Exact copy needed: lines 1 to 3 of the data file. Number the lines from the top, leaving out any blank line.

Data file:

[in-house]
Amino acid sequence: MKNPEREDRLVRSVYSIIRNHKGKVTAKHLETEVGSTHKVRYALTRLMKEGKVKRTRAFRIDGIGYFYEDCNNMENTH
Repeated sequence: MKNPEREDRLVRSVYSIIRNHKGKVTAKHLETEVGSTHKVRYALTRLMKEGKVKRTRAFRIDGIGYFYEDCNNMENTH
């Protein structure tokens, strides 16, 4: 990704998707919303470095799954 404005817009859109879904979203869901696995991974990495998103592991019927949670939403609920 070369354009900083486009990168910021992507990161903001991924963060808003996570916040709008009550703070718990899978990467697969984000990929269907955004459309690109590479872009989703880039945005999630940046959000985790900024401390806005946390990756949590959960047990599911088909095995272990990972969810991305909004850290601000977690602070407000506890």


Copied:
[in-house]
Amino acid sequence: MKNPEREDRLVRSVYSIIRNHKGKVTAKHLETEVGSTHKVRYALTRLMKEGKVKRTRAFRIDGIGYFYEDCNNMENTH
Repeated sequence: MKNPEREDRLVRSVYSIIRNHKGKVTAKHLETEVGSTHKVRYALTRLMKEGKVKRTRAFRIDGIGYFYEDCNNMENTH